Do I need antenna for my minipci wireless CM9?



  • Hi.

    I got a mini-pci atheros CM9 in my alix board, this is the first time I work with a mini-pci wireless card, I setup the card and everything looks good and working, but the I lost the signal at 5 meters, is a rule that I need a antenna?

    I have change different parameters but the same behavior.

    Pfsense 2.0, thanks.



  • try to listen radio without antenna.. same thing -> you really need antenna



  • Hi.

    Thanks Metu69salemi, I ask this because u normally purchase a radio and u receive everything, now u go and got a firewall with a mini-pci wireless but the seller doesn't offer u the antenna, them I purchase the whole package and I was curios about this, but I wanted to find it my self, it cross this question in my mind, after testing I see this small issue and just wanted to get a strong answer from people with more experience in this field.

    Now u clarify my doubt, next time I got to get the whole package with antenna, thanks again  :)



  • You welcome. I think that they didn't offer you an antenna, because how they should know what you need. there is lot of different kind of antennaes, variations comes from: radiation patterns and signal strength as an example



  • Now I will go deep in this field, I have to read and learn about antennas, thanks again!!!



  • you might want to read this http://forum.pfsense.org/index.php/topic,43501.0.html (especially the last few lines).



  • Let me try to give the condensed, simplified version:

    1. Figure out your country's wireless channel rules (perhaps start at http://en.wikipedia.org/wiki/List_of_WLAN_channels)

    2. Figure out which band you want to use - 802.11a in the 5.1 to 5.2Ghz area (channels 36,40,44,48 or so), 802.11a in the 5.7 to 5.8Ghz area (channels 149,153,157,161,165 or so), or 802.11b/g (2.4Ghz), or if you're going to try both.  Almost everyone in the U.S. uses 2.4Ghz, which has only 3 channels that don't overlap (1, 6, and 11).  The two 5Ghz bands are mostly free, and none of their channels overlap with each other… but it doesn't go through walls and trees as well.  Antennas are made for one, two, or all three bands; if you can stick with single band antennas, it's simpler and easier to find them.

    3. Figure out the shape of the area you need to serve.

    3a) Omnidirectional verticals: These look like a stick or a "rubber duck" antenna, and are what you commonly see, and provide a 360 degree circle of coverage... in the horizontal plane.  In general, a "low gain" (small number, like 3 or 5, in front of the dBi) antenna provides a larger "wedge" of coverage in the vertical plane, while a "high gain" (large number, like 9 or 12, in front of the dBi) antenna provides a smaller "wedge" of coverage in the vertical plane.  For instance, a low gain antenna on a rooftop might not reach to the edges of the yard, while a high gain antenna would... but people sitting down in the middle of the yard might not get signal, because the "wedge" of "strong enough" signal would be above them.  These are all "vertically polarized" (see 3b).

    3b) Directional or sector antennas: These look like a flat panel, or a satellite dish, or 1/4 of a cylinder, or a sort of like a very small old-style rooftop TV antenna, or sort of like two very small bent TV antennas put together, or a Pringles can, or...  These have a greater capability in "front" of them, or within the "sector" of coverage, and a much lesser capability outside of that area of coverage.  The higher the dBi, the narrower the area of coverage.  This can be a good thing; for instance, if you put this type of antenna up on your sourthern border, facing north, it's going to be much less likely to pick up someone else's wireless traffic on the other (even more southerly) side of the street.  There are quite a few 90 degree or 120 degree "sector" designs that may do well if you put your access point in the corner of the house.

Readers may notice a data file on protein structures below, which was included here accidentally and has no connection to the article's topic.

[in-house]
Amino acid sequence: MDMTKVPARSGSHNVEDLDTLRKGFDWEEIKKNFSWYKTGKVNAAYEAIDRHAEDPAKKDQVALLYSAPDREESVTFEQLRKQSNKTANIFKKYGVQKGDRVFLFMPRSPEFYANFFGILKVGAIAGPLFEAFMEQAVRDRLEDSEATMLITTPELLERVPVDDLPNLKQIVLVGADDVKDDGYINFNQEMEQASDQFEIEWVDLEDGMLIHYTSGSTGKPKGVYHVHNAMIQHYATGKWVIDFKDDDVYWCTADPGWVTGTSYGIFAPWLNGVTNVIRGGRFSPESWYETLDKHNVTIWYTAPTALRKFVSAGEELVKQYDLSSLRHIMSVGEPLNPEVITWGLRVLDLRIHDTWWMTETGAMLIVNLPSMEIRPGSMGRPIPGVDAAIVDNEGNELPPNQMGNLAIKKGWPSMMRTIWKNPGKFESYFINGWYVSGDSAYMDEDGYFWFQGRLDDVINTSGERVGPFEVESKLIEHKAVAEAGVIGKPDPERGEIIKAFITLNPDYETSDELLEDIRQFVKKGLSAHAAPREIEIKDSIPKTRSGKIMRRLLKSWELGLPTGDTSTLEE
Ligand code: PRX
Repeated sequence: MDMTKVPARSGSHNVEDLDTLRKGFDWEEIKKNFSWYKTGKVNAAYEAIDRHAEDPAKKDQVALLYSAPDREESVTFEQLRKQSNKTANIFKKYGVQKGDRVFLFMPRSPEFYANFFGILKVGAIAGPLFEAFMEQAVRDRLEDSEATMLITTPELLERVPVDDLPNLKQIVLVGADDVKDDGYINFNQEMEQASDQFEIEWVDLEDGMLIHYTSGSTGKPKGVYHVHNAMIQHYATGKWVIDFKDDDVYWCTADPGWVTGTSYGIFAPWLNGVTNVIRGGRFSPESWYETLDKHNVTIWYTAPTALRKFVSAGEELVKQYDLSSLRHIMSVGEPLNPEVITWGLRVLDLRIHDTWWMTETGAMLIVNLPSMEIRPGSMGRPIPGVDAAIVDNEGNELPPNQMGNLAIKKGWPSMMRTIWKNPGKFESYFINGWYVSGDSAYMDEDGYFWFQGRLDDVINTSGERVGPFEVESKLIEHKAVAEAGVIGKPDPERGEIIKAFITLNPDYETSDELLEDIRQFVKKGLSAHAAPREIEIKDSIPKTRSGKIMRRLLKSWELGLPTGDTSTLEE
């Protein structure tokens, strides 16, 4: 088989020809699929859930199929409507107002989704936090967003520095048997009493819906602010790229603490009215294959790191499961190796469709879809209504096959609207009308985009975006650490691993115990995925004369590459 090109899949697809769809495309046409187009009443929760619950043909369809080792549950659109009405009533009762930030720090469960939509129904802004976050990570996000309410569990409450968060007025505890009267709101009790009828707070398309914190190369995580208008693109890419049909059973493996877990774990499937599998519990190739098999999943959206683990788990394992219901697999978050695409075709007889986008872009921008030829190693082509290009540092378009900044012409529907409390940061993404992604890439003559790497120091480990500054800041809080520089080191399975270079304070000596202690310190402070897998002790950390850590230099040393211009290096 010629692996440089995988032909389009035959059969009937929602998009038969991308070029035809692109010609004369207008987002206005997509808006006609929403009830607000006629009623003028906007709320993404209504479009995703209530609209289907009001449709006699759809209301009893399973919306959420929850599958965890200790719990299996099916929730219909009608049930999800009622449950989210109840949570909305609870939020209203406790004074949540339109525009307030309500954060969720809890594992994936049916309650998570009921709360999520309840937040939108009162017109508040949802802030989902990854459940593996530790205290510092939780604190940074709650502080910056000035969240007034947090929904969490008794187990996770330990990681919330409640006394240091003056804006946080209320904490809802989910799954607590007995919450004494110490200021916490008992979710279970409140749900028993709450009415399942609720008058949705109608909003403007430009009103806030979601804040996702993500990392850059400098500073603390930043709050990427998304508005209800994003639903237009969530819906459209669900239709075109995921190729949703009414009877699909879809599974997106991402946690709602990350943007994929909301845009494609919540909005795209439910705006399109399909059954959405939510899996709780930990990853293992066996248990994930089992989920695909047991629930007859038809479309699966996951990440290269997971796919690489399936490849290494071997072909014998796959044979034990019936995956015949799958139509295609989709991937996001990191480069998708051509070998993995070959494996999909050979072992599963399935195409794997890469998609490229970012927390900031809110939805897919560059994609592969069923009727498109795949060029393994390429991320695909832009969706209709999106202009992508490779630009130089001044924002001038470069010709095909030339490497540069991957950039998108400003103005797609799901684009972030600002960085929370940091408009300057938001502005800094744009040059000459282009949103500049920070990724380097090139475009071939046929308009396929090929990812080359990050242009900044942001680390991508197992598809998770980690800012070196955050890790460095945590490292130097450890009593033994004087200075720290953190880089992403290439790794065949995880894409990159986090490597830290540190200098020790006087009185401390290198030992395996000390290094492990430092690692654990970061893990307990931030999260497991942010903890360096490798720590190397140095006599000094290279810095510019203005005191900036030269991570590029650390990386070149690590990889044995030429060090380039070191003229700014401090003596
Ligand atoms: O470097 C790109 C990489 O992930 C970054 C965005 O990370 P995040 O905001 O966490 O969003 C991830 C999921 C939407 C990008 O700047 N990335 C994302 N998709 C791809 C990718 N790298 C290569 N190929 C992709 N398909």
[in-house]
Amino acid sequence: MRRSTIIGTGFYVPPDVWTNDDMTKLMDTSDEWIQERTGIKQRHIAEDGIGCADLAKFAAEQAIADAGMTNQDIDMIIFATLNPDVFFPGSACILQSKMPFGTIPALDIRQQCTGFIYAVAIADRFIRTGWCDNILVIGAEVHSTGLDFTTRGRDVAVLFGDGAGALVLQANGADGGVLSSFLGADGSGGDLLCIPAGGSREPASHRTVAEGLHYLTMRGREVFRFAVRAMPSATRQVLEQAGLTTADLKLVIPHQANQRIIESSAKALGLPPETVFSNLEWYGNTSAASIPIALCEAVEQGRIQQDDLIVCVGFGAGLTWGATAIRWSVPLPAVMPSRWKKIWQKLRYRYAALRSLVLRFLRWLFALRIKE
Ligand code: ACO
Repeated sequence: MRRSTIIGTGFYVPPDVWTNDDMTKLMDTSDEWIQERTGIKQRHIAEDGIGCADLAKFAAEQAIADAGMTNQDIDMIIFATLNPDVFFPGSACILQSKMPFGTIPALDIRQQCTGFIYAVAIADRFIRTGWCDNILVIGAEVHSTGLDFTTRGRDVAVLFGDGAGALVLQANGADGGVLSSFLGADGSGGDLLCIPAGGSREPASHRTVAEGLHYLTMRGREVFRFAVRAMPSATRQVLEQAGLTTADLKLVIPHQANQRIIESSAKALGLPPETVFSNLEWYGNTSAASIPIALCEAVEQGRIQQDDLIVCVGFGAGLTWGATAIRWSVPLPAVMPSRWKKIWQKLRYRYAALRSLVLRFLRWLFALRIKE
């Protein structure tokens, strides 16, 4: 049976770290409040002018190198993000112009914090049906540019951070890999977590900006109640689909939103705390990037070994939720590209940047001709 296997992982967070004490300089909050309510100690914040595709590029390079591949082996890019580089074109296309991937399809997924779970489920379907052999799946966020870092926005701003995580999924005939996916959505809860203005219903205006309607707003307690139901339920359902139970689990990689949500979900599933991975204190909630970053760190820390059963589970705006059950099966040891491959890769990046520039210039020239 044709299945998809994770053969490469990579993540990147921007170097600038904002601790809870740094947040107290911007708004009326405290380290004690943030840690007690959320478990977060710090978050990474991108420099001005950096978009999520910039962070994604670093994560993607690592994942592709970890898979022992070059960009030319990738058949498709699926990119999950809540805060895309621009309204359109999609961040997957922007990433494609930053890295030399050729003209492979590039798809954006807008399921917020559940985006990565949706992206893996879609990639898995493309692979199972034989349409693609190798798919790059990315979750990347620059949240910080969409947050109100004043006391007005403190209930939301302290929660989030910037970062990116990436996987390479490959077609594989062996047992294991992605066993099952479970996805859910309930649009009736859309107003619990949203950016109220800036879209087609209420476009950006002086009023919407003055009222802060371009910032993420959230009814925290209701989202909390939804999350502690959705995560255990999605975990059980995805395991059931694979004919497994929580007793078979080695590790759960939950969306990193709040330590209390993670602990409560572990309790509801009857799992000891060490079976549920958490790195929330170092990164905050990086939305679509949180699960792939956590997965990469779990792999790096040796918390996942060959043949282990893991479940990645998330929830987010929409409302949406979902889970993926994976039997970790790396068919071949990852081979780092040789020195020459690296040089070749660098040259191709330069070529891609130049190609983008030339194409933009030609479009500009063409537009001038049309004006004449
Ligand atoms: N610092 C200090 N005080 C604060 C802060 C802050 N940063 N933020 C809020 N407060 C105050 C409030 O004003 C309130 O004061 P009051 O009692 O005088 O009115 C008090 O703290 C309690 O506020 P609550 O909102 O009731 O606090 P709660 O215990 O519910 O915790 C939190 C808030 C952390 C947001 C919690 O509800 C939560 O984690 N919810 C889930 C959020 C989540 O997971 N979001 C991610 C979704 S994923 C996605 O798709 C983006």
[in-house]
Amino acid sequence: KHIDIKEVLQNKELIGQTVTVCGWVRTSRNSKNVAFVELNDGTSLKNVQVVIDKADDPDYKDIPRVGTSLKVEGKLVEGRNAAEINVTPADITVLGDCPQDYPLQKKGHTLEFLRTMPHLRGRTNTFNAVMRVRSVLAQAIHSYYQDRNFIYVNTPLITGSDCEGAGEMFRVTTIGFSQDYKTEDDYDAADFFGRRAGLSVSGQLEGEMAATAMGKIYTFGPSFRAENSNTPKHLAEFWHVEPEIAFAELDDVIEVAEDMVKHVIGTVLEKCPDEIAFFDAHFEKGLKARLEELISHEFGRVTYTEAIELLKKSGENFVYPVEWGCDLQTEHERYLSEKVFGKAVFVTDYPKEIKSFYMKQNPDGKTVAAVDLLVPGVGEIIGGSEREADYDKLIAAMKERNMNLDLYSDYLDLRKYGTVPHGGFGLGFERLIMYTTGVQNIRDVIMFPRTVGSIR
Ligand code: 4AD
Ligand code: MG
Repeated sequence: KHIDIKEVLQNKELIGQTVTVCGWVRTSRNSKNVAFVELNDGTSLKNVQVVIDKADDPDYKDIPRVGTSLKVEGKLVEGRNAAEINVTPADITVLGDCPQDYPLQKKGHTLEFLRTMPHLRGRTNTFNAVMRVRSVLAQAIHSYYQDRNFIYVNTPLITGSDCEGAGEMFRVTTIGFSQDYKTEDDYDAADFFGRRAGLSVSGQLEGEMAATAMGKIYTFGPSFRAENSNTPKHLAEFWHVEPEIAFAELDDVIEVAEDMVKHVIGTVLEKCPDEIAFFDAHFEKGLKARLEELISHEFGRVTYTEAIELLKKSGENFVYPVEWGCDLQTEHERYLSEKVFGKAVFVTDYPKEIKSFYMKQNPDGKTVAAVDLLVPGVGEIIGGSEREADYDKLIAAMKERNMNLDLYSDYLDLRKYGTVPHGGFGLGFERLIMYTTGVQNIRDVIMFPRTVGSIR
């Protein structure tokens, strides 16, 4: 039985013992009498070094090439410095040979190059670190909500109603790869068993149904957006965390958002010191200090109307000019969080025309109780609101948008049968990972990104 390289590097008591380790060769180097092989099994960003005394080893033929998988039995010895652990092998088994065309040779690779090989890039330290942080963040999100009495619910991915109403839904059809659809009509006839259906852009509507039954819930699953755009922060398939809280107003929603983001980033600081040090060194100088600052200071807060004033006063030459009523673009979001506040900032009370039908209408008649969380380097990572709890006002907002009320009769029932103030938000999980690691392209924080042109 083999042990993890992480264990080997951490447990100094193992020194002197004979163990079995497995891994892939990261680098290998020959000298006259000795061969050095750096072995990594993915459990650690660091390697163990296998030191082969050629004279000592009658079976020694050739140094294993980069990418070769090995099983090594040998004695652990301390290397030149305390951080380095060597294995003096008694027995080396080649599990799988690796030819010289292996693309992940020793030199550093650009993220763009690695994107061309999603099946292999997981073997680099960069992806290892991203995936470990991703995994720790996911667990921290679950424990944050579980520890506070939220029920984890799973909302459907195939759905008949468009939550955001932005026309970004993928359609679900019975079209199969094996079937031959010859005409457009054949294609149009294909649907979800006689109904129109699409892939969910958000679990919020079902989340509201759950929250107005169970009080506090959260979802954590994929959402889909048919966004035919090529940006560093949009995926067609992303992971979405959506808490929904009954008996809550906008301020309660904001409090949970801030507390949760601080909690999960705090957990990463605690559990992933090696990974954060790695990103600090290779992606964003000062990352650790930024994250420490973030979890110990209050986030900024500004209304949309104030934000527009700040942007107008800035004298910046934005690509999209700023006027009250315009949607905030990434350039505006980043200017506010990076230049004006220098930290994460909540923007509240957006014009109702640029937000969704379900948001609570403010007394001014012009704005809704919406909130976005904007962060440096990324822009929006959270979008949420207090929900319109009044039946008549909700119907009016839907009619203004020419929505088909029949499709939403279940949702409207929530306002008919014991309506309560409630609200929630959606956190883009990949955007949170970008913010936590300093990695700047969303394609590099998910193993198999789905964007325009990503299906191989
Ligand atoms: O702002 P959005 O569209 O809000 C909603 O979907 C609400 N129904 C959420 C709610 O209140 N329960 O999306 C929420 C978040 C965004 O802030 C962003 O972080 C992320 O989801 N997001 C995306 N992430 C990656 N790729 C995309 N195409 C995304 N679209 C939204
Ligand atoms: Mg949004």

3bi) Polarization: For directional antennas, most can be oriented for vertical or horizontal polarization (and a few use circular); match your entire setup to one or the other, because crossing polarization costs you a lot of signal.  Vertical is the most common, so if you can use horizontal, you'll help reduce interference; both others interfering with you, and you interfering with them.

    1. Antenna cable: This is a source of loss, so keep your cables short (inches, not yards).  Chances are, you'll want a U.FL to RP-SMA bulkhead connector pigtail, plus either an RP-SMA cable to go to your antenna, or an antenna with an RP-SMA connection which you'll screw directly onto the bulkhead connector (just like the consumer wireless devices).

    2. Power.  Use as little as you actually need to meet your needs, both at the access point and your devices - pfSense lets you turn it down, and it can be quite impressive to see basement to corner of the yard connections at a power level of only 66 (and much lower just inside the house).  External USB cards with external antennas can be very helpful, too.  If you think you need more power or a high gain antenna, look up your local jurisdiction, but there are rules about high gain antennas on high power WiFi devices, and they say: Thou Shalt Do The Math.  Don't put a 12dBi Omni on a "High Power 1000mw" card at maximum power!

    5a) Antenna >> Power.  A better antenna lets you send better, and receive better.  More power only lets you send better.



  • Great list. I would add:

    1. Consider both access points and clients. For example, a directional antenna on a client might be a good way of reducing interference from a close neighbour.

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